I’m not hungry. This is usually a bad sign.
We’re at a table near the back of El Rinconcito—the “tiny corner”—a small Cuban place on 157th Avenue in West Kendall. It’s a warm day, the Miami temperatures clocking in no higher than 82. Balmy for the area, hellish and humid for anyone else.
My sponsor, Jack, is sitting across from me, sipping his Cafecito and giving me a concerned look. I’ve just dropped a whopper on him. I slide my half-eaten plate of carne asada toward the center of the table.
We’ve just hit our regular midday AA meeting a few blocks from the restaurant. I needed one. After touching base with my partner, Kathy Bentley, I’ve got a lot to think about. Maybe too much. Definitely more than usual.
My name’s Pete Fernandez and I’m a private investigator in my hometown, Miami. It’s taken me a few years to come to terms with that. I’ve crossed paths with mysterious mob guns for hire, raving-mad serial killers and weapon-smuggling drug dealers, but I’ve always tried to avoid the truth: that this is my gig, and I’m pretty good at it. I’m especially good at it when working with Kathy Bentley, a former colleague in my past life as a newspaper employee at The Miami Times. Even better at it when I’m not drunk. The not-drinking part is a relatively new development. Here’s hoping it sticks.
“You gonna take the case?” Jack asked before polishing off his drink.
“Not sure yet. Not sure what the case is, really.”
Jack cleared his throat. He wasn’t the biggest fan of my pre-case wishy-washiness.
“Anyone over the age of thirty knows the Gaspar Varela case,” he said, leaning over the table. “The guy killed his wife. End of story.”
“Some people think otherwise,” I said, motioning for the check. “And they’ve reached out to Kathy.”
“And she’s reached out to you, huh?”
“They want to see if they can find any evidence to get him a new trial,” I said, grabbing the billfold from the waitress. “He was an Narcotics cop. Perfect record before all this.”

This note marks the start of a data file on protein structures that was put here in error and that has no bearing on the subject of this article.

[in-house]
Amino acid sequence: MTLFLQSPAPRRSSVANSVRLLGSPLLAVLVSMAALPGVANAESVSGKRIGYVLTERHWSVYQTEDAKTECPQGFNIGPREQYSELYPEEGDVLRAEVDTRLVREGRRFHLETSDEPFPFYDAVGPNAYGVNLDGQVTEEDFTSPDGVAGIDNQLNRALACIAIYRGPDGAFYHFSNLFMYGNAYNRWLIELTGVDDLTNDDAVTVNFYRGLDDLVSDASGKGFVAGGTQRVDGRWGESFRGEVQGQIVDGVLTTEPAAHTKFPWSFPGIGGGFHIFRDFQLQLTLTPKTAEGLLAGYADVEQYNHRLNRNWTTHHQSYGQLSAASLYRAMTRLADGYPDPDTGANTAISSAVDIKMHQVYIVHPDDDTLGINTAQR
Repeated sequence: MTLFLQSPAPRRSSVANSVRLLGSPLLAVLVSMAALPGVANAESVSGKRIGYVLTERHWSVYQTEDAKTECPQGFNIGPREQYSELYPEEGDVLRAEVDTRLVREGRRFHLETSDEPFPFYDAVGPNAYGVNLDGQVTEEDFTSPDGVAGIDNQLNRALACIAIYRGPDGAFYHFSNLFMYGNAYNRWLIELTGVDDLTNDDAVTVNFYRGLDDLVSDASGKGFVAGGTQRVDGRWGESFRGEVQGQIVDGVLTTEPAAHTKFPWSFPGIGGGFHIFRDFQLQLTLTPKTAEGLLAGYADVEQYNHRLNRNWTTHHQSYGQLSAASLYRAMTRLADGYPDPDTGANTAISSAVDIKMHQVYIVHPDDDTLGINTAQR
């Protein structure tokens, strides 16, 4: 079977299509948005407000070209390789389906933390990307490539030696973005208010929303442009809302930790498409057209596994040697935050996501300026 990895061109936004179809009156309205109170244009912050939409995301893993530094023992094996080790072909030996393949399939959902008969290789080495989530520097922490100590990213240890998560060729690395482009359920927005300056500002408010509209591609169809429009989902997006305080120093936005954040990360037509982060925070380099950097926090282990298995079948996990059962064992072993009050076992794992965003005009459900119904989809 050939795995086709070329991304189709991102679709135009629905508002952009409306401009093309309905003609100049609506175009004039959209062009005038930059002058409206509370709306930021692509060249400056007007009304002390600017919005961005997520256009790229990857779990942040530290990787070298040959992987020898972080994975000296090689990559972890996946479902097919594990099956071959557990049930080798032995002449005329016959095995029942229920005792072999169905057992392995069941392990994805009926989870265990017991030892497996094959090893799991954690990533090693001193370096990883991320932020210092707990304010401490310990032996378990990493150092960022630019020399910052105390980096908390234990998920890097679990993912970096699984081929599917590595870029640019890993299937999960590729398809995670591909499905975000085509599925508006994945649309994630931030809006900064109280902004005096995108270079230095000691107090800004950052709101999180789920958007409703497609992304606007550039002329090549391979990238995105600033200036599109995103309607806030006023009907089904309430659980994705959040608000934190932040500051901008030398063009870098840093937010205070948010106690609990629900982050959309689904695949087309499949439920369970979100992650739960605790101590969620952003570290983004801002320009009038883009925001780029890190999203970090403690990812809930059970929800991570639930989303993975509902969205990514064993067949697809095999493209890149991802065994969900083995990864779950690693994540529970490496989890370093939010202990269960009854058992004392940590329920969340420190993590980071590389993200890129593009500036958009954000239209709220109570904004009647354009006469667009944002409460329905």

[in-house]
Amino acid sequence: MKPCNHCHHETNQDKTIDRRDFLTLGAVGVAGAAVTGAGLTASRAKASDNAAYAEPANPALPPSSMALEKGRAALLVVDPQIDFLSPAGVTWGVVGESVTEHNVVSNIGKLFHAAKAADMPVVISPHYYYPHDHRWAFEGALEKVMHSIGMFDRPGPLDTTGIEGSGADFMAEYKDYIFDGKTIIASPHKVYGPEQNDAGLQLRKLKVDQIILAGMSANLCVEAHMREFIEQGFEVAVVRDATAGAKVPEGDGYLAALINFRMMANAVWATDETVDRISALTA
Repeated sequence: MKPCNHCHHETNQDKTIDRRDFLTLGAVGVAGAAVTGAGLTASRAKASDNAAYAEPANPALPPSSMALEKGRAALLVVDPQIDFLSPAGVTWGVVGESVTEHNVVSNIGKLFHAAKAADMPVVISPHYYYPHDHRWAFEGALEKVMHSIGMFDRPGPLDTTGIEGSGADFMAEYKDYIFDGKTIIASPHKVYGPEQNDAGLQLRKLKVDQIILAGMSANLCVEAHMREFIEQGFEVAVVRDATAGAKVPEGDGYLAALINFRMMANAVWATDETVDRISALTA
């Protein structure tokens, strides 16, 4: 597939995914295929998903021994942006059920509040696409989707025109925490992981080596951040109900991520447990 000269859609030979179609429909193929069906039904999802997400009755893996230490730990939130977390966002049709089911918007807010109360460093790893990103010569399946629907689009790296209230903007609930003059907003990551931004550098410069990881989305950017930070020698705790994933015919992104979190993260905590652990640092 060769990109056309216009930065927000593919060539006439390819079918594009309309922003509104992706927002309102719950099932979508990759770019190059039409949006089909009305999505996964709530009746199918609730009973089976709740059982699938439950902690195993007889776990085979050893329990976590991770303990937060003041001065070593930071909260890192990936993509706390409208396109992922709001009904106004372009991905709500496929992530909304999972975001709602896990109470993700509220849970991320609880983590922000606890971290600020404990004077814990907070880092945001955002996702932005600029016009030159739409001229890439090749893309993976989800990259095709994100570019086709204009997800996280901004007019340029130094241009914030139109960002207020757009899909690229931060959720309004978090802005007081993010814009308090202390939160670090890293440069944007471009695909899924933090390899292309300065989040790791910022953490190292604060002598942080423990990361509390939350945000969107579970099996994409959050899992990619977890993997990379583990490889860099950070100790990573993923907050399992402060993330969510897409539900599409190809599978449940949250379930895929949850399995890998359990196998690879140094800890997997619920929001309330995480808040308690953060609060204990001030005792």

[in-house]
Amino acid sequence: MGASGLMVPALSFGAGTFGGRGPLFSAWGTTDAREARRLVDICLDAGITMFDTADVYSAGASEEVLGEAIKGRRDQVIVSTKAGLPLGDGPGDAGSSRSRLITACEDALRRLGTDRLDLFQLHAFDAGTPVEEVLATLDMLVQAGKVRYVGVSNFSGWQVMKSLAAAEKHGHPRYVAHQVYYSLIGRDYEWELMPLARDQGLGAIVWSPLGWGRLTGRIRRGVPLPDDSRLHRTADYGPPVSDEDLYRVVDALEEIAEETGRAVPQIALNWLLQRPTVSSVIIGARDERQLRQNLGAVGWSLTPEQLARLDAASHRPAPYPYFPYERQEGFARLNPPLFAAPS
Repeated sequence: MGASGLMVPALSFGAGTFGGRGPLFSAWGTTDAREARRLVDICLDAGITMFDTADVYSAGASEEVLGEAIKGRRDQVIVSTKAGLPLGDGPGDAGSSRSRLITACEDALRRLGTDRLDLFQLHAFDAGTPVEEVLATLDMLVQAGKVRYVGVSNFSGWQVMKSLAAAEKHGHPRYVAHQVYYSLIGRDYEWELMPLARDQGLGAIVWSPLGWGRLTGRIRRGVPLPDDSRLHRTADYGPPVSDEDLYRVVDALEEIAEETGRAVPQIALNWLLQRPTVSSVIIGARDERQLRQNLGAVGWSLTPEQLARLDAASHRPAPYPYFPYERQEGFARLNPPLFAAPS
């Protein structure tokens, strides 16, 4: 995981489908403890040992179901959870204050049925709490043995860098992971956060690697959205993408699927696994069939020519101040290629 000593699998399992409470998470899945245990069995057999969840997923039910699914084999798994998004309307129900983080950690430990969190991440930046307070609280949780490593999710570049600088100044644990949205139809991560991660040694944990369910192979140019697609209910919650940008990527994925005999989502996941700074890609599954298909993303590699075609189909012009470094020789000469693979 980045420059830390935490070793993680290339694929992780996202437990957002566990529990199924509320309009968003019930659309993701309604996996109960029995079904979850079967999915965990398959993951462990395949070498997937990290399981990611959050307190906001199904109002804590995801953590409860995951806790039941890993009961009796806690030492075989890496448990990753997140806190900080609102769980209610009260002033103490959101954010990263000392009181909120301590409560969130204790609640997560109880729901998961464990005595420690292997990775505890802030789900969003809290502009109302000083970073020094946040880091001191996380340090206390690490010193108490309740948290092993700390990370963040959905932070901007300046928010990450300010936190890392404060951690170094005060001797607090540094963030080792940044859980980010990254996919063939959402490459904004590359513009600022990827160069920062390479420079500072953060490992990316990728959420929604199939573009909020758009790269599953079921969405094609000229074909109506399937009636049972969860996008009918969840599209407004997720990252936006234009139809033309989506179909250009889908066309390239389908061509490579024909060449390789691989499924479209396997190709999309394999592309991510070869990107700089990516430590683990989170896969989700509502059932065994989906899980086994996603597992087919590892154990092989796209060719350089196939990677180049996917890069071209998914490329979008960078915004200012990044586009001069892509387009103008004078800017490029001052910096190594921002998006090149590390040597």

“I’m just an old, overweight ex-cop myself, Pete,” Jack said, shrugging. “What do I know? But the whole thing sounds fishy to me. The case has been closed over ten years and you’re supposed to find one sliver of new evidence to save the day? There’s a needle comparison here.”
I laughed. He was usually right. But something nagged at me about the case. There was more to it than what Kathy told me and I wanted to find out. My curiosity was helpful in my line of work. It also got me into a lot of trouble. I wasn’t sure which it was doing right now.
I slipped a twenty and a ten into the fold and got up.
“Gone so soon?” Jack said.
“Gotta run and do some errands,” I said, shaking his hand. “Tomorrow’s gonna be a busy day.”
“It’s starting again, isn’t it?”
It. The case. The next obsession. The dance around the darkness, where I get close enough to maybe pull someone out, but also risk getting myself dragged in. I’m not sure I can survive another bout like the one from last year. Jack doesn’t think so, either.
Pete Fernandez has settled into an easy, if somewhat boring life as a P.I.. He takes pictures of cheating husbands. He tracks criminals who’ve skipped bail and he attends weekly AA meetings The days of chasing murderous killers are behind him. Or are they?
When his sometimes partner Kathy Bentley approaches him with a potential new client, Pete balks. Not because he doesn’t need the money, but because the case involves Gaspar Varela, a former Miami police officer serving a life sentence for the murder of his wife – one of the most infamous crimes in Miami history. The client? None other than Varela s daughter, Maya, who s doggedly supported her father s claims of innocence.
As Pete and Kathy wade into a case that no one wants, they also find themselves in the cross-hairs of Los Enfermos, a bloodthirsty gang of pro-Castro killers and drug dealers looking to wipe Pete off the Miami map. As if trying to exonerate Varela wasn’t enough, they find themselves entangled in something even older and more surprising–a bloody, political hit ordered by Fidel Castro himself, that left a still-healing scar on Peteand his dead father’s past.
Fast-paced, hardboiled and surprising, Dangerous Ends pushes Pete Fernandez into a battle with a deadlier, more complex threat, as he tries to shake off the demons haunting Miami s own, sordid past.
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About the author
Alex Segura is a novelist and comic book writer. He is the author of the Miami crime novels featuring Pete Fernandez, Silent City and Down The Darkest Street. The next Fernandez mystery, Dangerous Ends, will be released in April 2017 via Polis Books.
He has also written a number of comic books, including the best-selling and critically acclaimed Archie Meets Kiss storyline, the “Occupy Riverdale” story, Archie Meets Ramones and the upcoming The Archies one-shot.
He lives in New York with his wife and son. He is a Miami native.
All comments are welcomed.
Dangerous Ends is available at retail and online booksellers or you can ask your local library to get it for you.